NWNL Spotlight

Field Expedition: March 14–26

Basins To Be Covered:
Sacramento – San Joaquin Delta
Sacramento River Basin (Antioch to Colusa)
San Joaquin River Basin (Stockton to Tulare)

San Joaquin River

Source: Thousand Island Lake, Sierra Nevada Mountains

Major Tributaries

  • Fresno Slough
  • Merced River
  • Mokelumne River
  • Stanislaus River
  • Tuolumne River

Terminus: Sacramento-San Joaquin Delta to Suisan Bay and then San Francisco Bay

Sacramento River

Source: Spring Hill at Mt. Shasta in the Klamath Mountains

Major Tributaries

  • American River
  • Butte Creek
  • Cache Creek
  • Clear Creek
  • Cottonwood Creek
  • Deer Creek
  • Feather River
  • Pit River
  • Putah Creek
  • Stony Creek

Terminus: Sacramento-San Joaquin Delta to Suisan Bay

San Joaquin River, aerial view

Research Team: Alison Jones (Dir.); Barbara Folger (Proj. Coord.)
Expedition Team: Alison Jones (Dir.); Annette Alexander (photographer)
Office Support Team: Jasmine Graf (Assoc. Dir.); Alysha Bartunik
Outside Resources: American Rivers; The World View of Global Warming

Justifications / Criticality of Issues Investigated:

  • This 3-year-drought in California is being seen as a one-in-500-year drought. Information garnered will be publicized and shared to help others mitigate and adapt to droughts elsewhere. Globally, droughts are expected to become more frequent and severe due to increased water demands and global warming.
  • Nearly 50% of US consumption of vegetables, fruit and nuts come from California, so the impact of farming and job losses will affect global and US food supplies and prices; the state of US economy in general; and foreign trade.

Expectations / How this Spotlight matches NWNL Mission and Goals:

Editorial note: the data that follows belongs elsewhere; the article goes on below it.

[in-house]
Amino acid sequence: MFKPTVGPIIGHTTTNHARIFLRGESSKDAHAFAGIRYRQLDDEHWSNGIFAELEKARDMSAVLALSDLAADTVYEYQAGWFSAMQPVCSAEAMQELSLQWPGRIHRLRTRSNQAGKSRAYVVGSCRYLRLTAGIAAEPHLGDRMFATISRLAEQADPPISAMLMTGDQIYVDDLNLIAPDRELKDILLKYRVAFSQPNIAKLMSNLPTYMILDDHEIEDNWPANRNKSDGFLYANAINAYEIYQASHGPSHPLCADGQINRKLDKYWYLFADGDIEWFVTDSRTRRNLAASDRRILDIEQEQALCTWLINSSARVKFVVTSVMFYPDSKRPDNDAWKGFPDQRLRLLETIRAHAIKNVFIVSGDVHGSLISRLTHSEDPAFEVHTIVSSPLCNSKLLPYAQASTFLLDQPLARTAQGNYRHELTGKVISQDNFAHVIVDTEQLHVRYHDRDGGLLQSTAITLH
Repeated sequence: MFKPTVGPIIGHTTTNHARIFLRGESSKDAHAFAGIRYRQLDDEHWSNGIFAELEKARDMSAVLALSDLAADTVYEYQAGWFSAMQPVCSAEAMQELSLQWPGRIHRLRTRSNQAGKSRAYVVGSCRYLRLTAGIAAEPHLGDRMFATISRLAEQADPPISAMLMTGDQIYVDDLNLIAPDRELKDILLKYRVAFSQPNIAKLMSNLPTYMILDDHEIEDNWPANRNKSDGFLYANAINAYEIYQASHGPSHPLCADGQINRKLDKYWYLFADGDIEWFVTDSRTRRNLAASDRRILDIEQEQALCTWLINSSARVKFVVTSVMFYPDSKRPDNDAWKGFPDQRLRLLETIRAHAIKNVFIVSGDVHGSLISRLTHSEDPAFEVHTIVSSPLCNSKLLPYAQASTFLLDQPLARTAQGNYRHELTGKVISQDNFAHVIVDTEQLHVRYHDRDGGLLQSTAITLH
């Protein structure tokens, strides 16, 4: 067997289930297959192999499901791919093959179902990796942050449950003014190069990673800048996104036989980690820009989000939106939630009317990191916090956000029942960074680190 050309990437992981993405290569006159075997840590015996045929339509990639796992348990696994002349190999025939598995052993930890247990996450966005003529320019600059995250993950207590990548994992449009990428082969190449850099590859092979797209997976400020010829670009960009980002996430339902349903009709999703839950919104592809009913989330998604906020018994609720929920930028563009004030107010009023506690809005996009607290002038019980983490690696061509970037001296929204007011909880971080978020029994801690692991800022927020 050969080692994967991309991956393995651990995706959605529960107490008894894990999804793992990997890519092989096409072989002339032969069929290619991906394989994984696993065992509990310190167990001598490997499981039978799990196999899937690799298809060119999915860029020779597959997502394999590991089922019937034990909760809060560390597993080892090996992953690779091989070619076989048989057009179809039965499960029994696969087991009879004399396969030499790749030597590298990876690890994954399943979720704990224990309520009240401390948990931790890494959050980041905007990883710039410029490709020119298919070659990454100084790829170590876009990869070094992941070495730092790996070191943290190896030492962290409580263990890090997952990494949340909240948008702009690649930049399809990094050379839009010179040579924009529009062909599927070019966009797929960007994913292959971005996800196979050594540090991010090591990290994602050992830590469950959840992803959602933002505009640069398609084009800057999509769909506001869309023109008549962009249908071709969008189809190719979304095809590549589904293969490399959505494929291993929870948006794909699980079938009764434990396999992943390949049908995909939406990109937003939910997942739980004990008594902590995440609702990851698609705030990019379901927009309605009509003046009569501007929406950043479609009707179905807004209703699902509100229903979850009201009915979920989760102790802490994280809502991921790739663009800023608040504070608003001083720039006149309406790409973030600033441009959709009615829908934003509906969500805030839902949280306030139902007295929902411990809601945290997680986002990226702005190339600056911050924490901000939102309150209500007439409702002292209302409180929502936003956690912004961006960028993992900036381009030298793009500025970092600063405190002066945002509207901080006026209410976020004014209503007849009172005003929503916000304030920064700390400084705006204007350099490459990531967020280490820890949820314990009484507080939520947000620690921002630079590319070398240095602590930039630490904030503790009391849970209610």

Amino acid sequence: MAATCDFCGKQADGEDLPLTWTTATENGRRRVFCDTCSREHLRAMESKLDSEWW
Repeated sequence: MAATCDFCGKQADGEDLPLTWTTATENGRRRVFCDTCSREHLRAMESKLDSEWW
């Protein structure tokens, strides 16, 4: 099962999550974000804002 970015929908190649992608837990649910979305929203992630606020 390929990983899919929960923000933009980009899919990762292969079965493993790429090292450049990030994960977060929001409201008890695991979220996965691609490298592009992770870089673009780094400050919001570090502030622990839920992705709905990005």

• This Spotlight will help raise awareness of drought causes and impacts.
  • This California drought offers interesting comparisons to Africa’s Omo River Basin (a NWNL case-study watershed), despite obvious regional disparities. California and the Omo Basin both face issues of water scarcity, dam infrastructure, livelihoods at risk, and fair groundwater and riparian rights.
  • This Spotlight will follow the NWNL Methodology of establishing watershed values, stakeholder identities, present and future threats, consequences of those threats and sustainable management solutions. Resulting research and documentation is expected to enhance NWNL visibility.

Outputs: Still photographs, video footage and stakeholder interviews will document the causes, impacts and potential solutions of California’s ongoing drought. Resulting materials will be reported in NWNL Spotlight blogs, social media, videos, magazine articles, lectures and exhibits.

Parameters: Like all NWNL Spotlights, this project has a one-time focus with a minimum time commitment. This NWNL Spotlight has met required approval by the NWNL Director and three advisors.

Caption for Photo Below: The San Joaquin is reduced to a trickle west of Fresno due to the many diversions of its Sierra Nevada run-off for agriculture. See the NWNL blog for American Rivers on the documenting of the San Joaquin River, titled “A Desert Runs Through It.”

San Joaquin River